Thursday, November 18, 2010

Time Zone

by Drew Martin

Time is the greatest differentiator of the arts. Not only does it trump aesthetics and creativity but it rules them. History is simply the byproduct of time. Knowledge is an overlapping, compression and "retrievability" of time.

Time is everywhere. It is in the formative quality and the endurance of materials and it determines the nature of the art form: a live performance versus the past act of having made an object. The former is the simultaneous alignment of creation and experience, while the latter (even action painting) is a kind of posthumous experience (regardless of whether the creator is dead or alive). Robert Irwin referred to the art object as a fossil of that original process of discovery.

Time is the best critic: unopinionated, no strings attached, not trying to impress anyone. Sometimes the relevancy of the art is cyclical, while other times the value appreciates or depreciates, whatever that value system may be: financial worth, perceived uniqueness, admired labor. Ironically, the fresh frivolity behind pop art is eventually judged by its ability to last.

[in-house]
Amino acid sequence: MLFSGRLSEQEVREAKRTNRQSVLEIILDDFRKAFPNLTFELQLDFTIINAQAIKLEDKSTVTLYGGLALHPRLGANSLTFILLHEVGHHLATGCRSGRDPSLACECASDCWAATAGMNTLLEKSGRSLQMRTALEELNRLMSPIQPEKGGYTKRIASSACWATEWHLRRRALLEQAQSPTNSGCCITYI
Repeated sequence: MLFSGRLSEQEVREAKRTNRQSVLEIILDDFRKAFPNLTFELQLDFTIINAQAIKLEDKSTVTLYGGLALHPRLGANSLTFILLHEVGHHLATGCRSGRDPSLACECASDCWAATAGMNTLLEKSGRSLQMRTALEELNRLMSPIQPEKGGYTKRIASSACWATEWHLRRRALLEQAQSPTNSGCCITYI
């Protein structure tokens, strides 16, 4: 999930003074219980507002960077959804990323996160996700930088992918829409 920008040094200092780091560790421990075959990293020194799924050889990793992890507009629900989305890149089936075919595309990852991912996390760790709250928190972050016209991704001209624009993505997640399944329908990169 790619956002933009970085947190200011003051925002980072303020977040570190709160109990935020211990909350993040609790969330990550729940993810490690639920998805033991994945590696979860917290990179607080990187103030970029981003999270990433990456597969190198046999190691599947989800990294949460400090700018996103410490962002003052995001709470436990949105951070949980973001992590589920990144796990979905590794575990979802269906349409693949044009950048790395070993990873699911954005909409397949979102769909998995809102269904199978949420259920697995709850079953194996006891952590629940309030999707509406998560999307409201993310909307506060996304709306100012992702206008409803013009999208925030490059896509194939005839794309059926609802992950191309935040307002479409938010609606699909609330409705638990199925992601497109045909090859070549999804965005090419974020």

Time is an unstoppable transformation of substance: virgin whites, stain yellow; fleshy rubber, cracks and disintegrates; muscular marble men crumble into sooty powder and smooth bronze beauties become pitted and rusty.

The transformation is also of interpretation: the once, mind-blowing atomic insight of Seurat's pointillism is lost to today's take of the very same works as quaint period pieces. The old avant garde seems cliché.

Which artists understand this phenomenon best? Dali and his Persistence of Memory? Robert Irwin with his subtle shifts of light and form? Marina Abramovic and her epic exchanged stares? Or is it more about what time has shown us in the conviction of Vincent van Gogh? Or is this a matter better suited for musicians, whose repeating chorus is time; or writers who can express longing and waiting so well.

Damien Hirst may "sculpt" with entropy and death but death is just a pitfall of is the curse of that which tries to measure it and defy it. Death is how time measures us with various corporeal tickers: the graying of hair and the loss of it; the wrinkling and drying of skin; and, the slowing and aching of gait. Death is simply the termination of a system of organic time keepers. But there is no death of time or past of time or future of time. The real beauty of a moment is to not be distracted by obsessions of the past and promises of the future. The masters of art go beyond the obvious themes and metaphors. The infinite is not comprehended by following a path of time to an ever escaping termination but by beholding the sensation of the moment.

"If the doors of perception were cleansed everything would appear to man as it is, infinite."
William Blake